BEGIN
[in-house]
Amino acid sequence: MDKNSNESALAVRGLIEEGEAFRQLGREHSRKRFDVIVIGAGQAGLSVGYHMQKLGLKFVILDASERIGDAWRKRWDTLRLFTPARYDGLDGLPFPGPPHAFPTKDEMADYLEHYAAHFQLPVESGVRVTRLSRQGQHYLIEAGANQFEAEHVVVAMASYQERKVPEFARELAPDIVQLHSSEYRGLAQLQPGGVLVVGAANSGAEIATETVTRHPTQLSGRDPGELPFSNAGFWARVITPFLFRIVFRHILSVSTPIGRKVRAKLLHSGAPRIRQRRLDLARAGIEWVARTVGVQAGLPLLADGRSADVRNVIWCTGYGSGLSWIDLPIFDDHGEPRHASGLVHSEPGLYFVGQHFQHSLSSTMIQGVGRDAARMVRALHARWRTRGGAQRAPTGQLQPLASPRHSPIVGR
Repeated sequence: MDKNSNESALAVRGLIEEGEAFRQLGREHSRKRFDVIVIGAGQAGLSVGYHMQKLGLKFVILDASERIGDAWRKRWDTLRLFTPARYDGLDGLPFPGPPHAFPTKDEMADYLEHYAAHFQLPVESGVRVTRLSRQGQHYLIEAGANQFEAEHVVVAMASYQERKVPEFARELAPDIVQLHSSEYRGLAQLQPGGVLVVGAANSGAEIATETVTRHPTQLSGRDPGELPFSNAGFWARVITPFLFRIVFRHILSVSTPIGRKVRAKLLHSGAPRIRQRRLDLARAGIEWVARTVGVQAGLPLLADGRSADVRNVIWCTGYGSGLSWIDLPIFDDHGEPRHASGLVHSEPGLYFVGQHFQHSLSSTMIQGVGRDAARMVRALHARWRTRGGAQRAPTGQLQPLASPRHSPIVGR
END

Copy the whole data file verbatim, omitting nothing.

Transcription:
[in-house]
Amino acid sequence: MDKNSNESALAVRGLIEEGEAFRQLGREHSRKRFDVIVIGAGQAGLSVGYHMQKLGLKFVILDASERIGDAWRKRWDTLRLFTPARYDGLDGLPFPGPPHAFPTKDEMADYLEHYAAHFQLPVESGVRVTRLSRQGQHYLIEAGANQFEAEHVVVAMASYQERKVPEFARELAPDIVQLHSSEYRGLAQLQPGGVLVVGAANSGAEIATETVTRHPTQLSGRDPGELPFSNAGFWARVITPFLFRIVFRHILSVSTPIGRKVRAKLLHSGAPRIRQRRLDLARAGIEWVARTVGVQAGLPLLADGRSADVRNVIWCTGYGSGLSWIDLPIFDDHGEPRHASGLVHSEPGLYFVGQHFQHSLSSTMIQGVGRDAARMVRALHARWRTRGGAQRAPTGQLQPLASPRHSPIVGR
Repeated sequence: MDKNSNESALAVRGLIEEGEAFRQLGREHSRKRFDVIVIGAGQAGLSVGYHMQKLGLKFVILDASERIGDAWRKRWDTLRLFTPARYDGLDGLPFPGPPHAFPTKDEMADYLEHYAAHFQLPVESGVRVTRLSRQGQHYLIEAGANQFEAEHVVVAMASYQERKVPEFARELAPDIVQLHSSEYRGLAQLQPGGVLVVGAANSGAEIATETVTRHPTQLSGRDPGELPFSNAGFWARVITPFLFRIVFRHILSVSTPIGRKVRAKLLHSGAPRIRQRRLDLARAGIEWVARTVGVQAGLPLLADGRSADVRNVIWCTGYGSGLSWIDLPIFDDHGEPRHASGLVHSEPGLYFVGQHFQHSLSSTMIQGVGRDAARMVRALHARWRTRGGAQRAPTGQLQPLASPRHSPIVGR